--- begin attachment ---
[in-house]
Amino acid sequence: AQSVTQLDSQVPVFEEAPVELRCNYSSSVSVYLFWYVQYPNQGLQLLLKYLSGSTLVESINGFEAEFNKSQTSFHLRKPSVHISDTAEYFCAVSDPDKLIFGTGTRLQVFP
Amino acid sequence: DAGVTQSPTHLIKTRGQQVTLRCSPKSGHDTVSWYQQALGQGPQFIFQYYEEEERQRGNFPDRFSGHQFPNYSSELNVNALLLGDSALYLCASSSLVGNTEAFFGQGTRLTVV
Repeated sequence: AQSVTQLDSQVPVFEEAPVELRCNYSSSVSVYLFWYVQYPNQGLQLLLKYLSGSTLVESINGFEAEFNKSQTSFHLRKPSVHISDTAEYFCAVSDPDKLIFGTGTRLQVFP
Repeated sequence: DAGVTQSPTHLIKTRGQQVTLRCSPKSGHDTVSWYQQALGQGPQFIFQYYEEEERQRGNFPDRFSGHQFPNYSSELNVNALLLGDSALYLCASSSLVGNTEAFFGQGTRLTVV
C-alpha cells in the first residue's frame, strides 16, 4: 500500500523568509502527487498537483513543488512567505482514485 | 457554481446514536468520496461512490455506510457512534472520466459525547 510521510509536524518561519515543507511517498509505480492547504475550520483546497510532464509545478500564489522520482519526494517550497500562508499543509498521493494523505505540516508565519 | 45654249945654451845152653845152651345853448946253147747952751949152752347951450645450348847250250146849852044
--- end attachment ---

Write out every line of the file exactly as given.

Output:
[in-house]
Amino acid sequence: AQSVTQLDSQVPVFEEAPVELRCNYSSSVSVYLFWYVQYPNQGLQLLLKYLSGSTLVESINGFEAEFNKSQTSFHLRKPSVHISDTAEYFCAVSDPDKLIFGTGTRLQVFP
Amino acid sequence: DAGVTQSPTHLIKTRGQQVTLRCSPKSGHDTVSWYQQALGQGPQFIFQYYEEEERQRGNFPDRFSGHQFPNYSSELNVNALLLGDSALYLCASSSLVGNTEAFFGQGTRLTVV
Repeated sequence: AQSVTQLDSQVPVFEEAPVELRCNYSSSVSVYLFWYVQYPNQGLQLLLKYLSGSTLVESINGFEAEFNKSQTSFHLRKPSVHISDTAEYFCAVSDPDKLIFGTGTRLQVFP
Repeated sequence: DAGVTQSPTHLIKTRGQQVTLRCSPKSGHDTVSWYQQALGQGPQFIFQYYEEEERQRGNFPDRFSGHQFPNYSSELNVNALLLGDSALYLCASSSLVGNTEAFFGQGTRLTVV
C-alpha cells in the first residue's frame, strides 16, 4: 500500500523568509502527487498537483513543488512567505482514485 | 457554481446514536468520496461512490455506510457512534472520466459525547 510521510509536524518561519515543507511517498509505480492547504475550520483546497510532464509545478500564489522520482519526494517550497500562508499543509498521493494523505505540516508565519 | 45654249945654451845152653845152651345853448946253147747952751949152752347951450645450348847250250146849852044